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Date Posted: 18:06:14 05/18/12 Fri
Author Host/IP: 188.8.131.52
Subject: Egg bound death
Today my sweet button quail passed away. Her name was Egg, and that's precisely what killed her. She was egg bound, with what looked like a soft shell stuck inside her that she couldn't pass. She was tougher than more birds; we traveled from Wisconsin to Colorado by car and it didn't seem to phase her or her man, our male button, at all. Additionally, her man Mordecai took advantage of her willingness to breed a little too often, but she put up with it. When I would put my hand in their cage Mordecai would hide in the corner, while she would walk right up to it and look up at me. When my cat would bat at their cage with her paw, Egg would walk up to the glass and peck where her paw was, while Mordecai would hide in the corner.
This morning I uncovered their cage to find her puffed up and panting with her beak open. Obviously, something was wrong, but I couldn't be sure what because it was rather hot last night so I suspected she might have over heated. With more research I discovered she was egg bound, so I blended up some broccoli and spinach with some oyster shells and put that in her cage for extra supplement. Then I got a warm dish of water going that I encouraged her to sit in. This seemed to feel good to her for a while, as the pain, it seemed, went in waves. She would hop out of her water, peck at her feet and wings a bit, look around, and then go back to panting. I watched her for hours, carefully monitoring the heat in the cage and trying to encourage her to eat a little. I hard boiled an egg and crushed it up, and she even picked at that a little bit. When I put a new dish of warm water in the cage, she drank a considerable amount in between pants. She even stopped panting with her beak open. Every once and a while she would walk around a bit more, going back and fourth from looking horrible to looking normal. I thought she would get better and pass it with time.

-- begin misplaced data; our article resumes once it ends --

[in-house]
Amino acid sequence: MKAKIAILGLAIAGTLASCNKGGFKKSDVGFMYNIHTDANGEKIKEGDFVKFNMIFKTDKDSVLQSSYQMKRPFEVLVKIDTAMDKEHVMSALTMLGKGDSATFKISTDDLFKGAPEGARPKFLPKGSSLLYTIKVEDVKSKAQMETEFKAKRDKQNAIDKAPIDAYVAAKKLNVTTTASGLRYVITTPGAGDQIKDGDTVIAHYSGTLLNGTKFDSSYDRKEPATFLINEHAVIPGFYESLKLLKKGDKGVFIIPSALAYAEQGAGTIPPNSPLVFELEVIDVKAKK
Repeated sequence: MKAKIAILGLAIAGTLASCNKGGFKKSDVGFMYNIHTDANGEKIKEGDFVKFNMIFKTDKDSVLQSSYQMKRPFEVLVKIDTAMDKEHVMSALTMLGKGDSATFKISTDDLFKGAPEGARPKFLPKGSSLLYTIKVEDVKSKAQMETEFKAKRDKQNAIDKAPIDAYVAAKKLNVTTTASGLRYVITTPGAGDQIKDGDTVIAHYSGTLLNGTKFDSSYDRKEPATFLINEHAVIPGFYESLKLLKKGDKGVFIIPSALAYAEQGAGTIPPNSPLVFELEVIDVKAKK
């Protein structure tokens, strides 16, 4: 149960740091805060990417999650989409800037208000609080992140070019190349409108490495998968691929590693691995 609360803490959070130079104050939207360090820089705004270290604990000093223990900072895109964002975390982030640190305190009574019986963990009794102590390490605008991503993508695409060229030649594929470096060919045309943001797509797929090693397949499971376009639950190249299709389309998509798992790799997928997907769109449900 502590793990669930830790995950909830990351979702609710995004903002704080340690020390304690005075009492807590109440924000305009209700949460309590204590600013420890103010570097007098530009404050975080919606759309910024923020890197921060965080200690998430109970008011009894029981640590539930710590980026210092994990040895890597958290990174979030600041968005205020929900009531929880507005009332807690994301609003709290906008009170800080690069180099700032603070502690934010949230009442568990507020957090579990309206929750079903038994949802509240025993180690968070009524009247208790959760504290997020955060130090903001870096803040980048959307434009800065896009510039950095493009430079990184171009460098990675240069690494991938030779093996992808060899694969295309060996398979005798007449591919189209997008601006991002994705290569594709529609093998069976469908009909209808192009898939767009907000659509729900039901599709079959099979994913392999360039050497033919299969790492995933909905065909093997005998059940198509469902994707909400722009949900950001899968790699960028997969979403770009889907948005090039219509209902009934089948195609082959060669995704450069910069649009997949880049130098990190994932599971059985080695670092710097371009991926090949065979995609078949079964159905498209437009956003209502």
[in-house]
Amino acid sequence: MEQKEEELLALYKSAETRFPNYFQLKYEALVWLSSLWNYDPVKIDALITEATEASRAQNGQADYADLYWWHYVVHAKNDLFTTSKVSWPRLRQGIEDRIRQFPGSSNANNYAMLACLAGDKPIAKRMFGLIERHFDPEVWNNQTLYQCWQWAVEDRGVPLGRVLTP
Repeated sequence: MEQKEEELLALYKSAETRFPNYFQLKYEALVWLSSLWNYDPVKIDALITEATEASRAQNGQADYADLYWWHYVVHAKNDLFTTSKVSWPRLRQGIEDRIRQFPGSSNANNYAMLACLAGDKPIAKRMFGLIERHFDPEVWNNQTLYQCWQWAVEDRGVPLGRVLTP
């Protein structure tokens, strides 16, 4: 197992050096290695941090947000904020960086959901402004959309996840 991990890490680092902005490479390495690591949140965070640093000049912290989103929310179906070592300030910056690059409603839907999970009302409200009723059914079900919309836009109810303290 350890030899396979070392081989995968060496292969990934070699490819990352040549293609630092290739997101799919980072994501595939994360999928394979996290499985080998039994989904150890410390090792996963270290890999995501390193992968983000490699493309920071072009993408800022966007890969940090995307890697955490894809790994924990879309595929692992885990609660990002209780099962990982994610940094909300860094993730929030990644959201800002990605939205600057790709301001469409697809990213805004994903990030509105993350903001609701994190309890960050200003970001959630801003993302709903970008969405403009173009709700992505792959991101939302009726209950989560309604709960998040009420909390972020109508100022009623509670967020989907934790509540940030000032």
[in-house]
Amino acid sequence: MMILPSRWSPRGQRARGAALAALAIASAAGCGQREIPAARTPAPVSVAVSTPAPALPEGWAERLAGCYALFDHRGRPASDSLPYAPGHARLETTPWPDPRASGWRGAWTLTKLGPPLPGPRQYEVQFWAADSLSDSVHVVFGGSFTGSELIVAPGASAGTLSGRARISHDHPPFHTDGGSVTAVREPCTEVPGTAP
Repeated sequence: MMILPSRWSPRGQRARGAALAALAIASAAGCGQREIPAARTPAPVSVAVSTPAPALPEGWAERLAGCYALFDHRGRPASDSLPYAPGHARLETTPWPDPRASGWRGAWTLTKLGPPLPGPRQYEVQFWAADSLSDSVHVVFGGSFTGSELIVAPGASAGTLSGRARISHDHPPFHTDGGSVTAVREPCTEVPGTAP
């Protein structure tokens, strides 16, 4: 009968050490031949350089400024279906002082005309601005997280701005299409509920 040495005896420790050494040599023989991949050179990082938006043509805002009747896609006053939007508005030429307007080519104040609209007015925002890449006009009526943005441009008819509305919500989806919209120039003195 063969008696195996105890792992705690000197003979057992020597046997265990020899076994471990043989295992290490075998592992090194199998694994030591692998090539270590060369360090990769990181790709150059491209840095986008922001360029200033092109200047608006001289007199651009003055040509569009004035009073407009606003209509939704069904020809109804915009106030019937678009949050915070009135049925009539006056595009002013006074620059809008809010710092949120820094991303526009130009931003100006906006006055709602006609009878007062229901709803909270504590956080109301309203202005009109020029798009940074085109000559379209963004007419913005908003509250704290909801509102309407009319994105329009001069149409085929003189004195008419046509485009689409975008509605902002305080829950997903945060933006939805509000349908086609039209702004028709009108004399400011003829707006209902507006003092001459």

I looked up more information about egg binding (unfortunately the majority of the information was about other birds), and it all seemed much more serious. Other forums said if she is acting this way for longer than an hour, especially in a small bird, then death is inevitable. But other button quail owners seemed to get their buttons to push through it, so I thought maybe it would be okay. As time went on, and since it's Friday and clinics will be closed over the weekend, I called the nearest aviary vet (whom I had never been to before, but came highly rated) and they suggested that I bring her in immediately. I debated, since driving her a half hour and having her be handled by strangers in a strange environment I thought would stress her out too much and it could end up being worse. But they said they could give her pain meds and a stimulant for her to pass the egg like it wouldn't be a problem. Also because of the cross country drive we've already done I thought she could handle it.
We got to the vet, and he admitted he knew very little about quail. They had never heard of Button Quail. He explained to me that most birds only lay about 8-10 eggs a year, and the fact that my Egg had been laying eggs nearly every day was unusual. I tried telling him that for button quail it's not, but he didn't listen. He had me pick her up so he could inspect her vent, and then he pushed on the sides of it, and some liquids came oozing out, but no egg. We put her down and she immediately started panting harder than ever with her beak open, this time arching her head back, and he rushed out of the room with her to get her oxygen. Three or four minutes go by, and he came back to tell me she had passed away.
So what do you do if your button becomes egg bound? I don't know. Perhaps taking her to a vet that knows nothing about button quail isn't the right thing to do. Or maybe I should have taken her in hours beforehand, when she would have been less weak. But ultimately, I don't know.
What I do know now is to take calcium supplements for your female button very seriously. Egg had been laying eggs like a champ for almost two years, and I was too self-absorbed worrying about finding a new apartment or job to remember that I should have been giving them more vegetables and oyster shells. I can't imagine how much pain she must have been in for such a long time, and I will always feel guilty for letting it get that way. I will also always feel bad that she wasn't able to die in her home, with her man whom she cared about, but instead in the hands of some guy with oxygen blowing at her.
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